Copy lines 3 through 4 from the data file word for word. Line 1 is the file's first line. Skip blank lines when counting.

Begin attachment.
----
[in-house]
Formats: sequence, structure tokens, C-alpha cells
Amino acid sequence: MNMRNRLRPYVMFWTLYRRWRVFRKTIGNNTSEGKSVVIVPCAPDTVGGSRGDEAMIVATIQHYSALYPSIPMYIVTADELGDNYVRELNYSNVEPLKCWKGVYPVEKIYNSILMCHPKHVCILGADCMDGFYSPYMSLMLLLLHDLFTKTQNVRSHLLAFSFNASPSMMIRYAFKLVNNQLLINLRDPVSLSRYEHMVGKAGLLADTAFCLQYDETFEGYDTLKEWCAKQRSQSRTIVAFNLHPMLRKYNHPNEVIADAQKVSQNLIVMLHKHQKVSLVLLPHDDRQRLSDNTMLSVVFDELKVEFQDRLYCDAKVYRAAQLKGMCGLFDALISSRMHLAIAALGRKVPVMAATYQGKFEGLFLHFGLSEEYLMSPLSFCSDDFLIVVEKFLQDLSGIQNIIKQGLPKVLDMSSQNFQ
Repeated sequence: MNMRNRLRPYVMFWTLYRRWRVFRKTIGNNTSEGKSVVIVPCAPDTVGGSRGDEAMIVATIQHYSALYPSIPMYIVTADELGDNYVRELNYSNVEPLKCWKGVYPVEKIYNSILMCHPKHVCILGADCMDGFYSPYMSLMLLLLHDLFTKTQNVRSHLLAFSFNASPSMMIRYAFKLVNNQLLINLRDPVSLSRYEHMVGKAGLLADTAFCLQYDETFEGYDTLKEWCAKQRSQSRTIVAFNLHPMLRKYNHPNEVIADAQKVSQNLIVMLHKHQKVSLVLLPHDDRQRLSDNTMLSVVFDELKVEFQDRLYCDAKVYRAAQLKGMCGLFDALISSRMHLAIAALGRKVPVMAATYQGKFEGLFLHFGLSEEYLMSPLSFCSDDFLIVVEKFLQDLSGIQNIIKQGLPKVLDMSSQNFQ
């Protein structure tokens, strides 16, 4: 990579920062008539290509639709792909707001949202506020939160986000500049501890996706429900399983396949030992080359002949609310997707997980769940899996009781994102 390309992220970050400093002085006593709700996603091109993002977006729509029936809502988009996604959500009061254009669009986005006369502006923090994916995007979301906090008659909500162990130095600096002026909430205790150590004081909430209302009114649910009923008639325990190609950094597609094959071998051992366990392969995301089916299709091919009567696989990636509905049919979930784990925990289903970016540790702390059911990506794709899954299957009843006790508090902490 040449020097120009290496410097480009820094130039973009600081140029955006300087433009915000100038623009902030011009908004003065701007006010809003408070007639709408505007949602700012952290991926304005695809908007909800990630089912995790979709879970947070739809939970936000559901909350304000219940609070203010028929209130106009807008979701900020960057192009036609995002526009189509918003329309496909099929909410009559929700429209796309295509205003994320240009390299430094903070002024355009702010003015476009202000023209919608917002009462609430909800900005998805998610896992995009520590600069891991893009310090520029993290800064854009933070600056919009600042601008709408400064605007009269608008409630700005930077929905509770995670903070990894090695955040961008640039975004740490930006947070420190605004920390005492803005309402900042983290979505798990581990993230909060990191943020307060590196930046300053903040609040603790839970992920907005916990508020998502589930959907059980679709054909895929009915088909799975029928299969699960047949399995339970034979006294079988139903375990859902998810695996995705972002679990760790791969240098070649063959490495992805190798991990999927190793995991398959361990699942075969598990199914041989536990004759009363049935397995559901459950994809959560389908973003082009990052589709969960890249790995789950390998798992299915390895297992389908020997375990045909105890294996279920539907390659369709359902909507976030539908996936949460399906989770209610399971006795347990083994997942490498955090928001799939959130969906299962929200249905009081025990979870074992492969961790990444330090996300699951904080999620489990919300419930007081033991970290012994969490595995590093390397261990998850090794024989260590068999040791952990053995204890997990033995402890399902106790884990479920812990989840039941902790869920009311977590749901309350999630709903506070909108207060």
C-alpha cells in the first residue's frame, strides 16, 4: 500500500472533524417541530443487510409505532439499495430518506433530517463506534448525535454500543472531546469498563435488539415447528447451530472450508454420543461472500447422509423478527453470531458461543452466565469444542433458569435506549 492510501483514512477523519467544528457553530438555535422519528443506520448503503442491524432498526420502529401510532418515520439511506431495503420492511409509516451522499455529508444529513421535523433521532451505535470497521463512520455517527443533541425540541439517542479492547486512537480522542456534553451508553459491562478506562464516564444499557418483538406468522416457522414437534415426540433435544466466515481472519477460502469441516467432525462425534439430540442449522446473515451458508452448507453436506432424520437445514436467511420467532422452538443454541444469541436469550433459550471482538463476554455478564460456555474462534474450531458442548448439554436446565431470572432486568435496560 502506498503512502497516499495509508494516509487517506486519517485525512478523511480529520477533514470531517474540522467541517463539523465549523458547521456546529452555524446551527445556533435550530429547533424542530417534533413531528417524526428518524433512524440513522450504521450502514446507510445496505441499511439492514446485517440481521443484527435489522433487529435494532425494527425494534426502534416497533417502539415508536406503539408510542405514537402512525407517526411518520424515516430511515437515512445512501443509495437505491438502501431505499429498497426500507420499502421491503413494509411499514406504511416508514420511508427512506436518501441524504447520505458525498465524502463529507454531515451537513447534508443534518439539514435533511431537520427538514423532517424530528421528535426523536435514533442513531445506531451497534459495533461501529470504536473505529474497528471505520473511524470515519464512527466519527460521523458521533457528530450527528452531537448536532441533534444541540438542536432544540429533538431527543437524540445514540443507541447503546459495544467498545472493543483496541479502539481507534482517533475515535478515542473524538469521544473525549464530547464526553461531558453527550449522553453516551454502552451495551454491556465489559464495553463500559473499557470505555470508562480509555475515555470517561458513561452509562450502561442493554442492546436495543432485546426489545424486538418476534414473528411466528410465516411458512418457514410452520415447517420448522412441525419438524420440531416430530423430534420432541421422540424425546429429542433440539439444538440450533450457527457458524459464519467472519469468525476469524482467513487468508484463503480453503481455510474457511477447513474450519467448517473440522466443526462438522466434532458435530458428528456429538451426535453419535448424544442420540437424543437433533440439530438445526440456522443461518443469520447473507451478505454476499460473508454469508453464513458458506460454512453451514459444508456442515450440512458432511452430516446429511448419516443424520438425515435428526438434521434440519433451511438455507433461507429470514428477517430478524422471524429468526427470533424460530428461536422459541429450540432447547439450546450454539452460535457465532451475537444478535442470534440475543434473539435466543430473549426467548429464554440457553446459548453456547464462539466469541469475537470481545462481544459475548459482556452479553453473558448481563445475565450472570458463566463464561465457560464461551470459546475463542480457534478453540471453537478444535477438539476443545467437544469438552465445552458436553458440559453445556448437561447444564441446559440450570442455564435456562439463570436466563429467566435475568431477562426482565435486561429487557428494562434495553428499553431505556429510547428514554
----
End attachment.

Amino acid sequence: MNMRNRLRPYVMFWTLYRRWRVFRKTIGNNTSEGKSVVIVPCAPDTVGGSRGDEAMIVATIQHYSALYPSIPMYIVTADELGDNYVRELNYSNVEPLKCWKGVYPVEKIYNSILMCHPKHVCILGADCMDGFYSPYMSLMLLLLHDLFTKTQNVRSHLLAFSFNASPSMMIRYAFKLVNNQLLINLRDPVSLSRYEHMVGKAGLLADTAFCLQYDETFEGYDTLKEWCAKQRSQSRTIVAFNLHPMLRKYNHPNEVIADAQKVSQNLIVMLHKHQKVSLVLLPHDDRQRLSDNTMLSVVFDELKVEFQDRLYCDAKVYRAAQLKGMCGLFDALISSRMHLAIAALGRKVPVMAATYQGKFEGLFLHFGLSEEYLMSPLSFCSDDFLIVVEKFLQDLSGIQNIIKQGLPKVLDMSSQNFQ
Repeated sequence: MNMRNRLRPYVMFWTLYRRWRVFRKTIGNNTSEGKSVVIVPCAPDTVGGSRGDEAMIVATIQHYSALYPSIPMYIVTADELGDNYVRELNYSNVEPLKCWKGVYPVEKIYNSILMCHPKHVCILGADCMDGFYSPYMSLMLLLLHDLFTKTQNVRSHLLAFSFNASPSMMIRYAFKLVNNQLLINLRDPVSLSRYEHMVGKAGLLADTAFCLQYDETFEGYDTLKEWCAKQRSQSRTIVAFNLHPMLRKYNHPNEVIADAQKVSQNLIVMLHKHQKVSLVLLPHDDRQRLSDNTMLSVVFDELKVEFQDRLYCDAKVYRAAQLKGMCGLFDALISSRMHLAIAALGRKVPVMAATYQGKFEGLFLHFGLSEEYLMSPLSFCSDDFLIVVEKFLQDLSGIQNIIKQGLPKVLDMSSQNFQ